There are four altars down each side of the nave, the second on the right being the third (and last) of the Vespucci chapels in this church (see right). It contains Domenico Ghirlandaio's very early Madonna della Misericordia in its lunette, with a Lamentation below. The latter looks very much like the work of many hands, and a pair of barely-there flanking saints, although the elft-hand one has been identified as the Archangel Raphael. Bands of simulated marble would have originally suggested a framed altarpiece and there are fragments of predella-like narrative panels below the saints. These frescoes, of c.1475, were rediscovered under whitewash in 1898 by Roberto Razzòli.  The search for the murals was encouraged by Vasari's assertion that the Misericordia contains a portrait of Amerigo Vespucci, the navigator from whose name America is derived, but these claims have been thrown into doubt in recent decades by referring to tax returns and the like, showing that Amerigo would've been 14 when the fresco was painted. Also arguably depicted here is Simonetta Vespucci, the wife of Marco Vespucci, the supposed mistress of Giuliano de' Medici and, it is said, Botticelli's model for his famous Venus.
Opposite this chapel is the Rustici chapel, decorated by Domenico's son Ridolfo Ghirlandaio c.1530. The Coronation of the Virgin is depicted in the lunette, with The Trinity below. The latter was also uncovered in 1898.


Between third and forth altars on the right is Botticelli's Saint Augustine, (see above right) his only fresco remaining in Florence,
recently reinstalled after two years in restoration. It makes a distinct pair with Ghirlandaio's Flemish-inspired Saint Jerome opposite (see above). This Flemish influence is said to have derived from a Saint Jerome in his Study by Jan van Eyck then in the collection of Lorenzo de Medici, now possibly in Detroit. These Doctors of the Church are both frescoes, both from 1480, and were detached from the old tramezzo (rood screen), on which they were placed either side of the doorway, which was pulled down in the mid-1560s. The exact location and configuration of the tramezzo is unknown. The removal of these screens is traditionally said to have been prompted by the Counter Reformation and the Council of Trent's decree that even the laity should have a clear view of the altar and be able to clearly hear the sermon, but recent research has lead to the appreciation of more factors, many more aesthetic than liturgical, and a longer timescale. Saint Augustine is reacting to a vision of the death of Saint Jerome, said to have taken place in the hour before sunrise, the time shown on the clock behind him. Above Saint Augustine in the fresco the text in an open book includes the mysterious lines Where is Fra' Martino? He fled. And where did he go? He is outside Porta al Prato. When the panels were removed from the tramezzo the inscriptions on the painted porphyry-coloured panels above the pair were changed. Augustine's humourously reads 'Augustine has devoted himself so completely to sacred studies that he is still not aware that his location has changed.'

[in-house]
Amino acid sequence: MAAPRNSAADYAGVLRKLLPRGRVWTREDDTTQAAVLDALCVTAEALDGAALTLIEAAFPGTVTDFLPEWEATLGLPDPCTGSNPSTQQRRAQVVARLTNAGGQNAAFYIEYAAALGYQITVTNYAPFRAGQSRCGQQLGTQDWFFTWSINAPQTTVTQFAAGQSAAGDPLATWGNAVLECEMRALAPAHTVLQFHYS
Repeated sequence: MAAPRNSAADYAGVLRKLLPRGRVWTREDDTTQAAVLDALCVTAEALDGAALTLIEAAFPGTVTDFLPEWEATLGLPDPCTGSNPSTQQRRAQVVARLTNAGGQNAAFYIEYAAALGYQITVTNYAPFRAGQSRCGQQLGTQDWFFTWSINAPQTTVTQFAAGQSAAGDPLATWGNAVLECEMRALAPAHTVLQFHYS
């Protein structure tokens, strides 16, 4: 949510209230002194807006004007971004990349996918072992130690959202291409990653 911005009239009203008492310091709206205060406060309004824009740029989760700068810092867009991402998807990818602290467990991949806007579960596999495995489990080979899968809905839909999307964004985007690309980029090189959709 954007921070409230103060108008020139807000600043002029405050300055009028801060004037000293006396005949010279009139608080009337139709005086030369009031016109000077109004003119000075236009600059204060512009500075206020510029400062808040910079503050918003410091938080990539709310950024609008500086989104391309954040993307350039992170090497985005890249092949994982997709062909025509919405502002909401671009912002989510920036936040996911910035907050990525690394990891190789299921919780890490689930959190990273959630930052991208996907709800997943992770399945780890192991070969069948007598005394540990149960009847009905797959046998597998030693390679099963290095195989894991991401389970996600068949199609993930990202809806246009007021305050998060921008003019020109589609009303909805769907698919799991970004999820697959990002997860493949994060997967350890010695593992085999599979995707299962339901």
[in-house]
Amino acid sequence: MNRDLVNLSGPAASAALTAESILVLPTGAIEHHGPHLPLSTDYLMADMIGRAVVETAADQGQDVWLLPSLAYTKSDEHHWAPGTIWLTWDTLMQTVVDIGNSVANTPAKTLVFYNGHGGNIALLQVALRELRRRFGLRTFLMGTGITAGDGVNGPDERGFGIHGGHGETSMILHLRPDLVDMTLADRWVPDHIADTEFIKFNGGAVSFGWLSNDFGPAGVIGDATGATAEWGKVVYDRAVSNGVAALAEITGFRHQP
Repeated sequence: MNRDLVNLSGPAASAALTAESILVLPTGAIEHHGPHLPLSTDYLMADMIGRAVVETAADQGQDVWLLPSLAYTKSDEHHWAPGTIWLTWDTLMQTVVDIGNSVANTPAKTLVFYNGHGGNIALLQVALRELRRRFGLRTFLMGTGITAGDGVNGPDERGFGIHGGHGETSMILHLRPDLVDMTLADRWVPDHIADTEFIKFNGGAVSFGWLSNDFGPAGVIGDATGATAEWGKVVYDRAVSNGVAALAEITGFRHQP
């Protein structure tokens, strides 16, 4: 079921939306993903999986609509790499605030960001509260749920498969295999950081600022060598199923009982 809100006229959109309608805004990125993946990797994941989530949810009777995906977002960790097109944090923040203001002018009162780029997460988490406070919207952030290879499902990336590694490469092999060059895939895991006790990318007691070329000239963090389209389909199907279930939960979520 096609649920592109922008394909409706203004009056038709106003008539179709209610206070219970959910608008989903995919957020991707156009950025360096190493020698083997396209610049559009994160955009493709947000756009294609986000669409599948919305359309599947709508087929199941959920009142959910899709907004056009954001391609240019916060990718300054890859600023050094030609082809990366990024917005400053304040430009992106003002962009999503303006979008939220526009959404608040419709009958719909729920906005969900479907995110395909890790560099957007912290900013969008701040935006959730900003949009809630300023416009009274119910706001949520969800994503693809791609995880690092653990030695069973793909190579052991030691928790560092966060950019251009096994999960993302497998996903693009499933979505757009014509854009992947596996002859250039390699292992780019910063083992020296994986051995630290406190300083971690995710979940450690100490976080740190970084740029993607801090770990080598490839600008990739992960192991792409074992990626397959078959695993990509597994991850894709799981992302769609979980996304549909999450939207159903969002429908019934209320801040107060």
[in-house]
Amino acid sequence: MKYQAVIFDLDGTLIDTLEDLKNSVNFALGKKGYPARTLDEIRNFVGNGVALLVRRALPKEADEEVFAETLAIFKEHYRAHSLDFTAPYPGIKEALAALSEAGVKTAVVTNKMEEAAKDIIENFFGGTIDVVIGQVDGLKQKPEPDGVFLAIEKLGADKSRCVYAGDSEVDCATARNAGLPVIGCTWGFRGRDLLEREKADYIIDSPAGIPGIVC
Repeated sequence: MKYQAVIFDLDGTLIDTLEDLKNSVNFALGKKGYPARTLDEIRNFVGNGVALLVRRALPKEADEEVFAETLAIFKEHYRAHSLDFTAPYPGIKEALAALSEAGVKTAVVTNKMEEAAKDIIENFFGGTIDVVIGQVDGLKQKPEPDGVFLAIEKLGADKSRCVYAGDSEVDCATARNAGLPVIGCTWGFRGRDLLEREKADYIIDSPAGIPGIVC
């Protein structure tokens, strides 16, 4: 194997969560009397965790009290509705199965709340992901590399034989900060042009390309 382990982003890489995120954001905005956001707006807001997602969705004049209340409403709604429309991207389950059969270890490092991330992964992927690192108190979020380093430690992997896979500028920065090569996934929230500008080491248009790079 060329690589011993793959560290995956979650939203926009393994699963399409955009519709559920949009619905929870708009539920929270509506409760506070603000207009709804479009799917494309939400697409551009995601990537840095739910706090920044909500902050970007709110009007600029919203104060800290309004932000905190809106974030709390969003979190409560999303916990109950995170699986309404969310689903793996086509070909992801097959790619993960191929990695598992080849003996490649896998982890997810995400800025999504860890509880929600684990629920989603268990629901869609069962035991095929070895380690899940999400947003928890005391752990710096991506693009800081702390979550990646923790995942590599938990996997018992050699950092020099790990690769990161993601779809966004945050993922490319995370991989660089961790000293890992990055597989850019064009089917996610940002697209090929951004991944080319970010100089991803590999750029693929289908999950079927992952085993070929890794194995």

Steps up take you into a transept seemingly as long as the church, the right wing longer than the left with an extra chapel to the west at the end. Botticelli is buried in this otherwise uninteresting right wing, very near the last resting place of Simonetta Vespucci, in another Vespucci family chapel. She was his model for Venus in The Birth of Venus and, as his request to be buried near her suggests, possibly someone who meant much more to him. He was buried in the Ognissanti's churchyard in 1510 but his body was later moved here. The floor tomb of Simone di Pietro Vespucci here, from 1376, is the first of the family's works for the church. The shield-shaped stemma shows wasps (vespe) from which the family name derives.
At the end of the right transept is a door to the recently-restored burial chapel of Queen Caroline Bonaparte (see left).
The cappella maggiore, begun in 1574, has a large domed choir behind the ornate early 17th century high altar by Francesco Gargiolli, (see photo right).
The Crucifix now to be found in the left transept Gucci Chapel was widely thought to be by the studio of, or a follower of, Giotto (see photo below right). But following a 5-year restoration project, and its return here in 2010, it is now attributed here to the man himself. When it was thought to be merely giottesca it was kept in the sacristy (see black and white photo below right), but in the 18th century it was in the Gucci Chapel. This chapel is a rare survival from before the Franciscan rebuilding programme, and is a small copy of the Strozzi Chapel in Santa Maria Novella, in both its position and construction. Both chapels are said to have been inspired by the Calvary Chapel of the Holy Sepulchre Church in Jerusalem, which may explain the Gucci Chapel's survival of the Franciscan rebuilding.